The NRDC too finds the same conclusion.

“Changes in acidity are undeniably linked to human activities,” reports the NRDC. “The United States is the world’s top oil consumer, and thus the primary driver behind the development of new forms of dirty transportation fuels in North America. These fuels are derived from lower-grade, difficult-to-access raw materials, including tar sands, oil shale and coal. Moving down this road has enormous consequences for the air we breathe, the water we drink, our climate, our wildlands and wildlife.”

High carbon intensity crude oils (HCICOs) include those produced using energy intensive production methods, or those involving practices that result in higher emissions, states the NRDC in its recent report.

“Typically, HCICOs can include unconventional sources, such tar sands, coal, oil shale, or heavy oils, as well as conventional sources that require additional energy for crude oil recovery or use practices that result in larger emissions, such as Nigerian crudes with flaring, or Middle East and California thermal enhanced oil recovery,” writes the NRDC.

According to a recent Stanford study, evidence in California of these chemical changes brought about by such human activity is already apparent.

“The primary concern about acidity is that it reduces the availability of carbonate, a substance used by tens of thousands of species to form shells and skeletons. If acidity gets high enough,” reports the study, “Ocean water becomes corrosive and literally dissolves the organisms shells, which may lead to extinction.”

As atmospheric CO2 increases, ocean PH decreases accordingly, says a separate Stanford study titled, Ocean Acidification: The Other CO2 Problem, published in 2009 in the Annual Review Of Marine Sciences.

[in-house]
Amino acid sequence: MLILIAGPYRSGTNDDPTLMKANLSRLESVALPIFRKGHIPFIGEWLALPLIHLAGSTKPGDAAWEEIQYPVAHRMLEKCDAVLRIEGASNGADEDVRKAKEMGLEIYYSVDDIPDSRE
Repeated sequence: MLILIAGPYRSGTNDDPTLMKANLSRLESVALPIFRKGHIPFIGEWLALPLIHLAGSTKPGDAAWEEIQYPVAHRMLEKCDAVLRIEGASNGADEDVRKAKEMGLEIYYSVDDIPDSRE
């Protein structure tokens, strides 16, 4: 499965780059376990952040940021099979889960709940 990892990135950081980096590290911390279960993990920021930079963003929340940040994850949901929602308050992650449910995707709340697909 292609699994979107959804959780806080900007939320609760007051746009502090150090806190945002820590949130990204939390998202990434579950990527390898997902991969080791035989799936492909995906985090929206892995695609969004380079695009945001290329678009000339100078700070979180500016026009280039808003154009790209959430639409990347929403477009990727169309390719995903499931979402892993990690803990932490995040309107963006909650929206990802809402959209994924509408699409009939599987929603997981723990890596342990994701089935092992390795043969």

The primary causes of acidification are CO2, nutrient runoff and Sulfur Oxide (SOx) and Nitrogen Oxide (NOx) deposition, according to a 2012 Center for Ocean Solutions study titled, Why Ocean Acidification Matters to California, and What California Can Do About It: A Report on the Power of California’s State Government to Address Ocean Acidification in State Waters, produced by the Stanford Woods Institute for the Environment at Stanford University.

“We cannot attribute a particular fraction of the observed change in coastal waters among atmospheric CO2, nutrient runoff or other factors,” says Ryan P. Kelley, J.D., PhD and Margaret R. Caldwell. J.D., the authors of the Center for Ocean Solutions study. “While CO2 is the primary driver of the change in ocean PH, non-CO2 inputs may be more influential in specific coastal regions. SOx and NOx are gases that form acids when dissolved in seawater, lowering the pH of receiving waters. Because of short residence times in the atmosphere, these compounds are most likely to contribute to OA near where they are produced as byproducts of human industrial processes. As such, tighter ambient air quality standards for these compounds would have the greatest impact on OA near heavy industrial sources such as petroleum refineries.”